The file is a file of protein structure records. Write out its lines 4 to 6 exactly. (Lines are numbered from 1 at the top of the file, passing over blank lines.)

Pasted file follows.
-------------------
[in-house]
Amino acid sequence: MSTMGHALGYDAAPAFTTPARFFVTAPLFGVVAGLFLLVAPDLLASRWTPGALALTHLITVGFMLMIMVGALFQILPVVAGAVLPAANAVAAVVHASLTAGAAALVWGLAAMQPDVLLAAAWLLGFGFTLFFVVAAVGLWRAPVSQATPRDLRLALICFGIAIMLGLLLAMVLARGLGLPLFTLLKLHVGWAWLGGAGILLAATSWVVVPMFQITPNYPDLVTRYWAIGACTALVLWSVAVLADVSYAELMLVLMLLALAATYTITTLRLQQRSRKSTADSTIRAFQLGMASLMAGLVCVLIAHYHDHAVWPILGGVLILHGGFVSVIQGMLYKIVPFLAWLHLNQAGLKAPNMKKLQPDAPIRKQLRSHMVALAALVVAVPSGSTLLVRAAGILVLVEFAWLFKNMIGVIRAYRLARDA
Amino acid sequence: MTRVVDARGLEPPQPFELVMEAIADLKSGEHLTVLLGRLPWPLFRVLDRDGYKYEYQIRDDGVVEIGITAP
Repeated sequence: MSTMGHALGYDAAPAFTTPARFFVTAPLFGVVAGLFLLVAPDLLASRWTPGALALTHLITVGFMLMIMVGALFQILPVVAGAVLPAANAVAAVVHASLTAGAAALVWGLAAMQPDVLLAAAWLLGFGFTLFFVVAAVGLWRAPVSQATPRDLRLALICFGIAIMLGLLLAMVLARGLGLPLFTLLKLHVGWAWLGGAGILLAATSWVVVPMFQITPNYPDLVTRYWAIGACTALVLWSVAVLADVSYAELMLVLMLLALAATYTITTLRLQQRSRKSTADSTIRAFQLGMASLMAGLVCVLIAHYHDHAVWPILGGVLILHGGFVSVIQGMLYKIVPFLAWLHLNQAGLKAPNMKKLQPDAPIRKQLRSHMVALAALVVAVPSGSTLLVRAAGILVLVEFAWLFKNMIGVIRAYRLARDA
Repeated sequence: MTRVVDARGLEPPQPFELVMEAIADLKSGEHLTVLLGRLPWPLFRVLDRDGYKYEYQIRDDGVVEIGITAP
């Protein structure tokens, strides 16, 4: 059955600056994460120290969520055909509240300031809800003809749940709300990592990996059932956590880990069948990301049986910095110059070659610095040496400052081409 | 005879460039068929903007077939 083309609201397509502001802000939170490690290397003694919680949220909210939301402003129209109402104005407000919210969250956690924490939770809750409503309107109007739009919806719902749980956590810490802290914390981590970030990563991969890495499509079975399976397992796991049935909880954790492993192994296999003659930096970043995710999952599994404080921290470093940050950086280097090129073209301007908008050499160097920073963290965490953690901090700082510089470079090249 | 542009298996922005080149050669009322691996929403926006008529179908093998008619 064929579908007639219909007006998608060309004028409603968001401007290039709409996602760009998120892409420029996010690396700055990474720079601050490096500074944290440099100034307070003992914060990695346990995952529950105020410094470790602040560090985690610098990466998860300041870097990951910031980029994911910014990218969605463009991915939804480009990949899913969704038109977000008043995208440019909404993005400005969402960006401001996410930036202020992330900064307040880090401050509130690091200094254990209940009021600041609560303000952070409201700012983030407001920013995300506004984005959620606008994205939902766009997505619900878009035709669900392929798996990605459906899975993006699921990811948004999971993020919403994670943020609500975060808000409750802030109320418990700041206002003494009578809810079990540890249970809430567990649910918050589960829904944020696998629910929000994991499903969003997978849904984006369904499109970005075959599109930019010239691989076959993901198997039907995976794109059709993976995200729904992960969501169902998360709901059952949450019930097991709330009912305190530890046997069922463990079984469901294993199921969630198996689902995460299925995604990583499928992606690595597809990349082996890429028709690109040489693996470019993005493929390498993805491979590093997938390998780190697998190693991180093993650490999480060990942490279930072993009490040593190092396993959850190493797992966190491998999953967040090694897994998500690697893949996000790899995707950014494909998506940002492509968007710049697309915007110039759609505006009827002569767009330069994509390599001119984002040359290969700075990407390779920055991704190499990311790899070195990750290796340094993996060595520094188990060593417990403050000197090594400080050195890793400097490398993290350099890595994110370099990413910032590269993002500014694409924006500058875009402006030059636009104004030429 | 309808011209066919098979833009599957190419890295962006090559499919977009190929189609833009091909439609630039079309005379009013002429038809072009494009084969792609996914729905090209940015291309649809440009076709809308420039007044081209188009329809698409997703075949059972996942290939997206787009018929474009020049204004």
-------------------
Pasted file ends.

Repeated sequence: MSTMGHALGYDAAPAFTTPARFFVTAPLFGVVAGLFLLVAPDLLASRWTPGALALTHLITVGFMLMIMVGALFQILPVVAGAVLPAANAVAAVVHASLTAGAAALVWGLAAMQPDVLLAAAWLLGFGFTLFFVVAAVGLWRAPVSQATPRDLRLALICFGIAIMLGLLLAMVLARGLGLPLFTLLKLHVGWAWLGGAGILLAATSWVVVPMFQITPNYPDLVTRYWAIGACTALVLWSVAVLADVSYAELMLVLMLLALAATYTITTLRLQQRSRKSTADSTIRAFQLGMASLMAGLVCVLIAHYHDHAVWPILGGVLILHGGFVSVIQGMLYKIVPFLAWLHLNQAGLKAPNMKKLQPDAPIRKQLRSHMVALAALVVAVPSGSTLLVRAAGILVLVEFAWLFKNMIGVIRAYRLARDA
Repeated sequence: MTRVVDARGLEPPQPFELVMEAIADLKSGEHLTVLLGRLPWPLFRVLDRDGYKYEYQIRDDGVVEIGITAP
């Protein structure tokens, strides 16, 4: 059955600056994460120290969520055909509240300031809800003809749940709300990592990996059932956590880990069948990301049986910095110059070659610095040496400052081409 | 005879460039068929903007077939 083309609201397509502001802000939170490690290397003694919680949220909210939301402003129209109402104005407000919210969250956690924490939770809750409503309107109007739009919806719902749980956590810490802290914390981590970030990563991969890495499509079975399976397992796991049935909880954790492993192994296999003659930096970043995710999952599994404080921290470093940050950086280097090129073209301007908008050499160097920073963290965490953690901090700082510089470079090249 | 542009298996922005080149050669009322691996929403926006008529179908093998008619 064929579908007639219909007006998608060309004028409603968001401007290039709409996602760009998120892409420029996010690396700055990474720079601050490096500074944290440099100034307070003992914060990695346990995952529950105020410094470790602040560090985690610098990466998860300041870097990951910031980029994911910014990218969605463009991915939804480009990949899913969704038109977000008043995208440019909404993005400005969402960006401001996410930036202020992330900064307040880090401050509130690091200094254990209940009021600041609560303000952070409201700012983030407001920013995300506004984005959620606008994205939902766009997505619900878009035709669900392929798996990605459906899975993006699921990811948004999971993020919403994670943020609500975060808000409750802030109320418990700041206002003494009578809810079990540890249970809430567990649910918050589960829904944020696998629910929000994991499903969003997978849904984006369904499109970005075959599109930019010239691989076959993901198997039907995976794109059709993976995200729904992960969501169902998360709901059952949450019930097991709330009912305190530890046997069922463990079984469901294993199921969630198996689902995460299925995604990583499928992606690595597809990349082996890429028709690109040489693996470019993005493929390498993805491979590093997938390998780190697998190693991180093993650490999480060990942490279930072993009490040593190092396993959850190493797992966190491998999953967040090694897994998500690697893949996000790899995707950014494909998506940002492509968007710049697309915007110039759609505006009827002569767009330069994509390599001119984002040359290969700075990407390779920055991704190499990311790899070195990750290796340094993996060595520094188990060593417990403050000197090594400080050195890793400097490398993290350099890595994110370099990413910032590269993002500014694409924006500058875009402006030059636009104004030429 | 309808011209066919098979833009599957190419890295962006090559499919977009190929189609833009091909439609630039079309005379009013002429038809072009494009084969792609996914729905090209940015291309649809440009076709809308420039007044081209188009329809698409997703075949059972996942290939997206787009018929474009020049204004």